Team SLAM Ready To Bring Home $1 Million Prize in TBT


The prize isn’t a National Championship or the Larry O’Brien trophy, but rather some serious dough. One million dollars of dough, that is.

For the second annual “The Basketball Tournament” (TBT), a hoops tournament where anybody can play, SLAM is sponsoring a solid squad, one that will hopefully reach the the championship game that is televised August 2 on ESPN. Ninety-six teams, 5 on 5, two 18-minute halves, one champion—winner take all.

Our team is loaded with ex-NBA and overseas pro-ballers, all brought together by GM Ross Burns. Suiting up for SLAM this year is:


Erik Murphy – Florida – Chicago Bulls/Finland National Team
Josh Boone – UConn – New Jersey Nets/China
Donell Taylor – UAB – Washington Wizards/Italy
Justin Burrell – St. John’s – France
Bryant Dunston – Fordham – Greece
Tremmel Darden – Niagara – Greece


Sundiata Gaines – Georgia – Utah Jazz/Italy
Matt Walsh – Florida – Miami Heat/Turkey
Nate Brown – St. Peter’s – NBA D-League
Talor Battle – Penn State – L.A. Clippers Summer League/Belgium
Donnie McGrath – Providence – Turkey

Burns, who anchored last year’s tournament’s runner-up with Team Barstool, has fielded a team largely made up of his former TBT team. Burns is a former walk-on guard on the UMass Minutemen men’s basketball team and was a part John Calipari’s Final Four team in 1996. He is currently a skills trainer for Pro Hoops, an organization that helps pro ballers work out in the offseason.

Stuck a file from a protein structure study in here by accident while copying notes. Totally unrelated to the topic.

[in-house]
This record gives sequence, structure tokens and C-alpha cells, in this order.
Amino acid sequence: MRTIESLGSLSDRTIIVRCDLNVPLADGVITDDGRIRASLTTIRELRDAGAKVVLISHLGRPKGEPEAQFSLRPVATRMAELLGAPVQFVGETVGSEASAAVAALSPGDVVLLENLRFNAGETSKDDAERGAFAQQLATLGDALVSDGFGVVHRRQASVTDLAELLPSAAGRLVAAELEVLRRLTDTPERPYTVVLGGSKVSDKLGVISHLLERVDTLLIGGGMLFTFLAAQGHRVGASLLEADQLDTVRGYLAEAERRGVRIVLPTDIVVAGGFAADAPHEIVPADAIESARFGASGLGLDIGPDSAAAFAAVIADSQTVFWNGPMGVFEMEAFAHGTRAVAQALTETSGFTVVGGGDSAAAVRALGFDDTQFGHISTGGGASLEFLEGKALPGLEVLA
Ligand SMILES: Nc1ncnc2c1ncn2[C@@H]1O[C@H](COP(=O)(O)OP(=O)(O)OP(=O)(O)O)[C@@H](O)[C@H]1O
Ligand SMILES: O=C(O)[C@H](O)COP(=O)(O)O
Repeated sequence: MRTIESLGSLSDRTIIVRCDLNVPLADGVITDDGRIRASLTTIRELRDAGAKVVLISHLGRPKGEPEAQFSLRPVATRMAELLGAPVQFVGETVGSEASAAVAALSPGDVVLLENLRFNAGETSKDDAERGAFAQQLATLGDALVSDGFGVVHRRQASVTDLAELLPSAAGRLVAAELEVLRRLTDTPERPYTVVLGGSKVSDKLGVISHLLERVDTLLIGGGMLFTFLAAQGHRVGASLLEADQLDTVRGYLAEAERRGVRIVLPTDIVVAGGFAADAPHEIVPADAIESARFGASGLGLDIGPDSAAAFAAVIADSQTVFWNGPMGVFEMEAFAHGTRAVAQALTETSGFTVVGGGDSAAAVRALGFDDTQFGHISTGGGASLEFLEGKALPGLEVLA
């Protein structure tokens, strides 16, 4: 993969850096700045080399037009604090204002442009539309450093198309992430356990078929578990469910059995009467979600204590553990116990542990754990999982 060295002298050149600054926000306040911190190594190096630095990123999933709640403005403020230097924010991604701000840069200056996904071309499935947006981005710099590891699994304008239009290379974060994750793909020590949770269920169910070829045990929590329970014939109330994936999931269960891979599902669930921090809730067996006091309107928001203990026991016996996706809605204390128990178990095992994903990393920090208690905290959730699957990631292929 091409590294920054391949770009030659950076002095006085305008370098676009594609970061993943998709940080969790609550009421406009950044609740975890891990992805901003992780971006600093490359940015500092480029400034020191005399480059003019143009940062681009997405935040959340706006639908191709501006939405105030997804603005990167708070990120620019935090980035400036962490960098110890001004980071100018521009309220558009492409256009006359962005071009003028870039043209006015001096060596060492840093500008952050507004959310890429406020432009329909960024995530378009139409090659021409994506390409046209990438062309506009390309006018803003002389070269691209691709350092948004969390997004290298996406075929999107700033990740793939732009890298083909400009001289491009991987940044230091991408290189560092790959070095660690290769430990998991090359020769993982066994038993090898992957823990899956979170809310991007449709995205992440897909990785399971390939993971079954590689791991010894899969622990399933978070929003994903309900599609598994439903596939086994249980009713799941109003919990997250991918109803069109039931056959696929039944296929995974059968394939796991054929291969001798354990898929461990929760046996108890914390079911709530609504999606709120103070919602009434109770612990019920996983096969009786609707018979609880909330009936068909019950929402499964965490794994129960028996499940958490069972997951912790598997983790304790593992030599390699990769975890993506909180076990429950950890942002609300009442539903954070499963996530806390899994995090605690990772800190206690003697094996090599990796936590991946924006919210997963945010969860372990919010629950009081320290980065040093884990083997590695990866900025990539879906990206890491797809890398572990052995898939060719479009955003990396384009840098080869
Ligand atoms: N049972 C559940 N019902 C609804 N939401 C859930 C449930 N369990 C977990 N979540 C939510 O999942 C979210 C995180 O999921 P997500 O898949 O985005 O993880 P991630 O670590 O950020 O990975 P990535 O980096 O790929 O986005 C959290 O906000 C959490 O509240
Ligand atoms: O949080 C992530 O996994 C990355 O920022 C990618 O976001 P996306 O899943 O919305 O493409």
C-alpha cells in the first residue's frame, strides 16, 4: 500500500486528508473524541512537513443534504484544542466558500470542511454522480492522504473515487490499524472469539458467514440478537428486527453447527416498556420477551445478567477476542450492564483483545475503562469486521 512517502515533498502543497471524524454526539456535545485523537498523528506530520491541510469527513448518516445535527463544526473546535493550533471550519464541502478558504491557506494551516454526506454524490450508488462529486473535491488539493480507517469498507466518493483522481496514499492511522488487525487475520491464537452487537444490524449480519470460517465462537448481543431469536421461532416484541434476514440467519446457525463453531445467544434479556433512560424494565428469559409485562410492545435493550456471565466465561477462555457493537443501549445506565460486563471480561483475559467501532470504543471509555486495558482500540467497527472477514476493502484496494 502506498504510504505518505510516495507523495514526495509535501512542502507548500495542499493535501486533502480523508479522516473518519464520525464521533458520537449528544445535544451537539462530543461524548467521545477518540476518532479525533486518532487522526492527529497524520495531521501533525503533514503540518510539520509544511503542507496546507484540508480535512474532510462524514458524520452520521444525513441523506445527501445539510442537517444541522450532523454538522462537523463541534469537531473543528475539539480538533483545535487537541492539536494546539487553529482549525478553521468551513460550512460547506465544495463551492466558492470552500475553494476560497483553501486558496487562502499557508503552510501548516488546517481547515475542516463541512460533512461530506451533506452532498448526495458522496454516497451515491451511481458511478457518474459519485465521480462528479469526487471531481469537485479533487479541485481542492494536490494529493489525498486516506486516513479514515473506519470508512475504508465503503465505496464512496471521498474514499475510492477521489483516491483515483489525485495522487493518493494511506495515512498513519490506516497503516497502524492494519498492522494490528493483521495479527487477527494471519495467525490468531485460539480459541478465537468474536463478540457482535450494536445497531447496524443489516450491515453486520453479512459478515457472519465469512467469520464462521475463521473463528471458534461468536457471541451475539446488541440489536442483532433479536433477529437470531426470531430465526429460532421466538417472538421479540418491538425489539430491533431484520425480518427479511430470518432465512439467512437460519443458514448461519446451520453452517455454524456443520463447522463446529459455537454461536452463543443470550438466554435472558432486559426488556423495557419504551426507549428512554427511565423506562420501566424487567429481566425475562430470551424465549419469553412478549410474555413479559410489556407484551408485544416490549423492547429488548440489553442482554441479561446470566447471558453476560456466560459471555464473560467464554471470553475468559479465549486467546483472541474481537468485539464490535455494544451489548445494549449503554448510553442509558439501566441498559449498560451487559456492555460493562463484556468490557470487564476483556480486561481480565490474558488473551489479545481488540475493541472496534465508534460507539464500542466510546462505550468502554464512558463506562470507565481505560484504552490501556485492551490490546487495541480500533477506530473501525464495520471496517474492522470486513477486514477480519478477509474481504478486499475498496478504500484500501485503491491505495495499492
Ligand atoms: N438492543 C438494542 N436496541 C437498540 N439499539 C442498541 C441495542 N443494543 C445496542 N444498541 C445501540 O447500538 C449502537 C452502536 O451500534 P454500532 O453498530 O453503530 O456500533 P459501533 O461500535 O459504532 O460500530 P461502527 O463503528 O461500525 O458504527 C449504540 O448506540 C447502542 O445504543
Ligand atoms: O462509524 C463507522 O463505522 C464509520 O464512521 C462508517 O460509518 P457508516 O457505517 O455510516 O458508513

For Burns, the chance to organize a squad to play in a competitive tournament was a no-brainer, especially due to the fact that most of his players haven’t played with familiar faces in the crowd since their college days. “A lot of these guys don’t have a chance to play in front of their family and friends back in the states and here’s a platform to do that at a high level with high stakes,” Burns said. “Getting them to play in The Tournament isn’t the hardest sell, as opposed to playing for a summer league team—it’s more about obviously having a chance to play.” Burns helped headman Team Barstool last year, who went all the way to the ‘ship before losing to the Notre Dame Fighting Alumni.

This year he’s reloaded and added depth to his roster. “The strength in our team is our balance,” Burns said. “We have guys who play different styles. It’s the kind of versatility we have. If we need to go small, we can. If we need to bigger and match up, we can do that. I think that our versatility is key.”

The versatility starts with perhaps the team’s most decorated player, ex-UConn 2004 National Champion and former New Jersey Nets forward Josh Boone. Boone, a 1st round pick by the Nets in 2006, played four seasons in the NBA before bouncing around overseas, most recently with Bahrain’s Al-Manama. Boone, who hooped for Team Barstool last year, is ready for another shot at the cash prize.

“Most of these guys on the team are high level players,” Boone said. “They all know what to expect as far as what the intensity level is going to be—we’re gonna keep each other in check.” Boone believes it’s that versatile, free-flowing style of offense so prevalent overseas that will propel SLAM to the winner’s circle. “We were better when we were in the open court,” he said in reference to his team last summer.  “We definitely had a team that flowed more when we could get in fast break.”